The Alzheimer’s Society on Monday posted a message of thanks to Sir Bobby and his family after they gave their blessing for his dementia diagnosis to be made public. “Their bravery in speaking out helps so much to shine further light on the condition, for which we are hugely thankful,” said Kate Lee, the chief executive of the Alzheimer’s Society. “The team of ’66 will never be forgotten – sadly it’s now for another reason as well, but we hope that this can be put to good use in highlighting the help that is out there.”

Although researchers have been unable to identify the precise dementia cause, they do know that footballers generally are at a vastly increased risk and that there is a wider link between head trauma and neurological disease.

Having brain disease formally recognised would allow players to make a claim for Industrial Injuries Disablement Benefit, as is the case with more than 70 other diseases which are included in the scheme. This is a capped weekly benefit paid to people who become disabled because of an accident at work or due to certain prescribed diseases caused by their job. The current Government guidance suggests that people with industrial illnesses are assessed and, depending on the severity, are entitled to benefit on a sliding scale up to around £180-a-week.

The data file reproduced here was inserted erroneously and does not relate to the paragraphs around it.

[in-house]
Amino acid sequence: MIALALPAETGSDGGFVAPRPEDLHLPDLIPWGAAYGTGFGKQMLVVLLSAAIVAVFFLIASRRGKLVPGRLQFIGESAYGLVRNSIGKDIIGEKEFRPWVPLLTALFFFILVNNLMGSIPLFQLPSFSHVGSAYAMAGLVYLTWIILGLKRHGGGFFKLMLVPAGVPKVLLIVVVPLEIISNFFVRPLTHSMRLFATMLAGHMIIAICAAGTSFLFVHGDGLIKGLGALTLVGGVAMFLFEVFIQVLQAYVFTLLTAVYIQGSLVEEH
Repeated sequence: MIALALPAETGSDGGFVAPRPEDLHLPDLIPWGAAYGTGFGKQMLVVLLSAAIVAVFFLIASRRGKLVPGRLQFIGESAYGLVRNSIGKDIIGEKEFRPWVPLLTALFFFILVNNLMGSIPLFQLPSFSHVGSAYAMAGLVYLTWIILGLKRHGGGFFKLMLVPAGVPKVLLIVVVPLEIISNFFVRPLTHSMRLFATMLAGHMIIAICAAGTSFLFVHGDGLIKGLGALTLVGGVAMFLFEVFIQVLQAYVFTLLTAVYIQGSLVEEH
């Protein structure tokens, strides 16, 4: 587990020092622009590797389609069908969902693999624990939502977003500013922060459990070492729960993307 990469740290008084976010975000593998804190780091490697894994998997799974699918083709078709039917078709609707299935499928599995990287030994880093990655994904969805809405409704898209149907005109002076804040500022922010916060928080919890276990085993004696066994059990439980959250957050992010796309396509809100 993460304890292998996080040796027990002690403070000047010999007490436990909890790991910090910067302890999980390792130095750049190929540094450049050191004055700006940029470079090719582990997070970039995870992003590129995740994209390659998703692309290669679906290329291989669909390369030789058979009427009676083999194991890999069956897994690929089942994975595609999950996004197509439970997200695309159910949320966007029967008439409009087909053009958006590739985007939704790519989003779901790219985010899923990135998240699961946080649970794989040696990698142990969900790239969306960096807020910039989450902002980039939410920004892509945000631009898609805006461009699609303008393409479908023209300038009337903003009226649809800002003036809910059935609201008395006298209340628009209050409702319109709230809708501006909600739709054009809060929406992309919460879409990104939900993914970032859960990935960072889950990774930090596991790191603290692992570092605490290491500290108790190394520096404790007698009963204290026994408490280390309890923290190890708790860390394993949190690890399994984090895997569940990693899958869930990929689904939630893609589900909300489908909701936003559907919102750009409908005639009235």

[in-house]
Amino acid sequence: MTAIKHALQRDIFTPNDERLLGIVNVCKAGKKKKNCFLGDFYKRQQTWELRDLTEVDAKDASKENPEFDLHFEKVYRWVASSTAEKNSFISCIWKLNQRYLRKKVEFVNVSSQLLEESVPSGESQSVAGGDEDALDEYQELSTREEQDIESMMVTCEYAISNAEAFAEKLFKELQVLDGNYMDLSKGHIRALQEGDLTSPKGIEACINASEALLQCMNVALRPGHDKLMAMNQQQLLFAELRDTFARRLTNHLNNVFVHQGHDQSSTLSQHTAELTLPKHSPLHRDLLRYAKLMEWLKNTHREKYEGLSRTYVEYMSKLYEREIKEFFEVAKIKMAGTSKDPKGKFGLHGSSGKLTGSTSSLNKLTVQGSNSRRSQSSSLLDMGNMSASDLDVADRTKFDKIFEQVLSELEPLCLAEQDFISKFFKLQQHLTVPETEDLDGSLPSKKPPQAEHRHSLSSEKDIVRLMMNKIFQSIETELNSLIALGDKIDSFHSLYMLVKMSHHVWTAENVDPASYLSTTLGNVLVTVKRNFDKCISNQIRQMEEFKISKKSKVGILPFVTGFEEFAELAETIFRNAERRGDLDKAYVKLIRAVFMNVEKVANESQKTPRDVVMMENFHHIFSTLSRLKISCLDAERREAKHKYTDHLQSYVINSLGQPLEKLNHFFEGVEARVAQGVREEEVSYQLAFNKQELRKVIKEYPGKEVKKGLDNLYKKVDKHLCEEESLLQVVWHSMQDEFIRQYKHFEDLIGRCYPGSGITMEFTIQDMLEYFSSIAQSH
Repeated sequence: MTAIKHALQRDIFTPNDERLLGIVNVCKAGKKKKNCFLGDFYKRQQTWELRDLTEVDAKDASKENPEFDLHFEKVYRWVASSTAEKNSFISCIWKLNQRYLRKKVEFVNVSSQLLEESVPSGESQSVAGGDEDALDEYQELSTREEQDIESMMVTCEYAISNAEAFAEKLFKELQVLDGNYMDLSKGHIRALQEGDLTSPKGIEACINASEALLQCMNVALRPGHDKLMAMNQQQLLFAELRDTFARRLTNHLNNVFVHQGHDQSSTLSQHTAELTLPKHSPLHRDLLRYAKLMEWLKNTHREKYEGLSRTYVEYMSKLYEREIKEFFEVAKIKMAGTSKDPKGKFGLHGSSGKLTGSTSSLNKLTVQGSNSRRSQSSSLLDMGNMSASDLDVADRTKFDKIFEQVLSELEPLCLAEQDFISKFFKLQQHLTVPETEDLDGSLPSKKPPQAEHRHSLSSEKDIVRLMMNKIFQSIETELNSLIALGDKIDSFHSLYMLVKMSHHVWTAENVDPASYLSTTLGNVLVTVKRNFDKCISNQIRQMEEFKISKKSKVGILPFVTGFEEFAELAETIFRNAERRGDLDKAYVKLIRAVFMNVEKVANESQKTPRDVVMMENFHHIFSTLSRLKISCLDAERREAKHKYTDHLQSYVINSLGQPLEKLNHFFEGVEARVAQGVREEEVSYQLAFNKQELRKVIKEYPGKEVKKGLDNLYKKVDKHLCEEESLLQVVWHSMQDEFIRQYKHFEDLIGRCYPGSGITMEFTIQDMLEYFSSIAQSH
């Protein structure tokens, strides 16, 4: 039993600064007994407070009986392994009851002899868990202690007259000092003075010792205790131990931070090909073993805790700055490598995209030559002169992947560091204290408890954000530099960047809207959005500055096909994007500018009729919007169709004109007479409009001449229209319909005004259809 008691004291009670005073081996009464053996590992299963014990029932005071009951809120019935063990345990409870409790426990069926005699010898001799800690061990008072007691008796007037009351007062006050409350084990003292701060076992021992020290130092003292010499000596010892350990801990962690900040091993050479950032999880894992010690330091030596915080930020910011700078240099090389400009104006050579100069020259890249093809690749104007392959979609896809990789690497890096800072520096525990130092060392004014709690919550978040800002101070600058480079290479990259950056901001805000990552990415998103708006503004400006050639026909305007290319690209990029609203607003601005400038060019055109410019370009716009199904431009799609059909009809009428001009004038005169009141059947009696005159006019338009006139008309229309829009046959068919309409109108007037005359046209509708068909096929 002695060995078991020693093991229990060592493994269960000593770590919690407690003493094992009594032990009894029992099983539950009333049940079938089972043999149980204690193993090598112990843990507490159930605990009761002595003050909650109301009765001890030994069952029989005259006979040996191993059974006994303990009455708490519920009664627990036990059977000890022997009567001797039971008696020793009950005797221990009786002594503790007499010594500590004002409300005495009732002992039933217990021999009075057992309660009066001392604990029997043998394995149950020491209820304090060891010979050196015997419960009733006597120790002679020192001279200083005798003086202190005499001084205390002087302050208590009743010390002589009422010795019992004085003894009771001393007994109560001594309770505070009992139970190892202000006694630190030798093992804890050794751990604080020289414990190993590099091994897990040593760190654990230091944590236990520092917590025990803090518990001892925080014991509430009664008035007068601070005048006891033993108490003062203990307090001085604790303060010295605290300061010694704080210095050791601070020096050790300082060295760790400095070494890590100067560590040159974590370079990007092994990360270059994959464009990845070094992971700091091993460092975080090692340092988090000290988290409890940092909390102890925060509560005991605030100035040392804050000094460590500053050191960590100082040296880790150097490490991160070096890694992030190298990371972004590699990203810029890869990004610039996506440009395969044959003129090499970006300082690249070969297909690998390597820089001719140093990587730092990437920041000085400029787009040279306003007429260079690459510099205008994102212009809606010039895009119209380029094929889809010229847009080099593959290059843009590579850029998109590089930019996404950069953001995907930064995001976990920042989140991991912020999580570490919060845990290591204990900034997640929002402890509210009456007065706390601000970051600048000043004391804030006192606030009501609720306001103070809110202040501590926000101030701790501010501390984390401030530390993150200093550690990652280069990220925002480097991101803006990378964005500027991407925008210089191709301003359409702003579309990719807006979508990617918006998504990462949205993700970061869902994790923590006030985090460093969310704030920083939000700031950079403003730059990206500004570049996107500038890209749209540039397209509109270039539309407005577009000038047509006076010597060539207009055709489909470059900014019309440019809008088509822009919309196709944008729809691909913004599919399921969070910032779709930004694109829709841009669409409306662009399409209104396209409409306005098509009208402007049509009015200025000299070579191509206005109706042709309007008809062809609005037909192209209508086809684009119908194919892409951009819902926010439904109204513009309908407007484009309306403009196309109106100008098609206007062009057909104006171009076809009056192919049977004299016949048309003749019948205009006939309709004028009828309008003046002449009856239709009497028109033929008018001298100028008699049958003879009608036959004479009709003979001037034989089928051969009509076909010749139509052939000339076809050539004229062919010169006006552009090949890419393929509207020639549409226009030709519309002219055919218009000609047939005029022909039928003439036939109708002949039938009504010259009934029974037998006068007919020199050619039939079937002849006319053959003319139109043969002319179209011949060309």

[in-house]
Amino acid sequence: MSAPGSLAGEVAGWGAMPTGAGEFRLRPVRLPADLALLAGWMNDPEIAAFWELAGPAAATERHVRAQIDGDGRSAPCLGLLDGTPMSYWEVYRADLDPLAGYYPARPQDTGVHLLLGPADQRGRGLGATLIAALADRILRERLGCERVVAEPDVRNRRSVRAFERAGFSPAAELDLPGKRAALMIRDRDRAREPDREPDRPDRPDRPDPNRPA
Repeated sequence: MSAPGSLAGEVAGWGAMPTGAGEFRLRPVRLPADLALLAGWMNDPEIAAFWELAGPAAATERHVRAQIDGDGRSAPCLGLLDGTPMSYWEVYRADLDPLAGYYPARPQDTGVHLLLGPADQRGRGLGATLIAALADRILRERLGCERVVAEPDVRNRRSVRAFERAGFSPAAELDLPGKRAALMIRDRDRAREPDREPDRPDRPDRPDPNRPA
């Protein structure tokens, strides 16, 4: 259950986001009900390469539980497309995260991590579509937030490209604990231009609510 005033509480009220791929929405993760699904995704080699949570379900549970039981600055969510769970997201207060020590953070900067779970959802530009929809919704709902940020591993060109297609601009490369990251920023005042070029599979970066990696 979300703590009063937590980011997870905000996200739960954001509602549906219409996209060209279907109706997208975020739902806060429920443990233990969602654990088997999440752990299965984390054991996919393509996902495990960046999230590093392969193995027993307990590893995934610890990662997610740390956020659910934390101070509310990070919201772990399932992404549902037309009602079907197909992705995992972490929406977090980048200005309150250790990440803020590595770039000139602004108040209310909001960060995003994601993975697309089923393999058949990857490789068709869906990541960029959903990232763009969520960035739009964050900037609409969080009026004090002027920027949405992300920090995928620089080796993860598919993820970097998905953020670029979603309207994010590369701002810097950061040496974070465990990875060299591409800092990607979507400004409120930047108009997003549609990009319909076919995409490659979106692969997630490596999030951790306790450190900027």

Some industries with serious industrial injuries have also launched their own compensation schemes, such as the Coal Workers’ Pneumoconiosis Scheme. The National Football League in America has set up a ‘Concussion Settlement Fund’ to help families of former players with neurodegenerative disease and has so far paid out almost $810.5 million (£628m).

National recognition of brain disease in former footballers as an industrial illness would significantly increase the pressure on football’s governing bodies to also provide financial assistance. 

The PFA part-funded the Glasgow study and said that it had written in support of a request to “prescribe neurodegenerative disease as an industrial disease in ex-professional footballers”. The PFA have also pledged £500,000 to the Reposm Sporting Housing Trust, a charity which wants to provide sheltered accommodation for retired sportspeople. 

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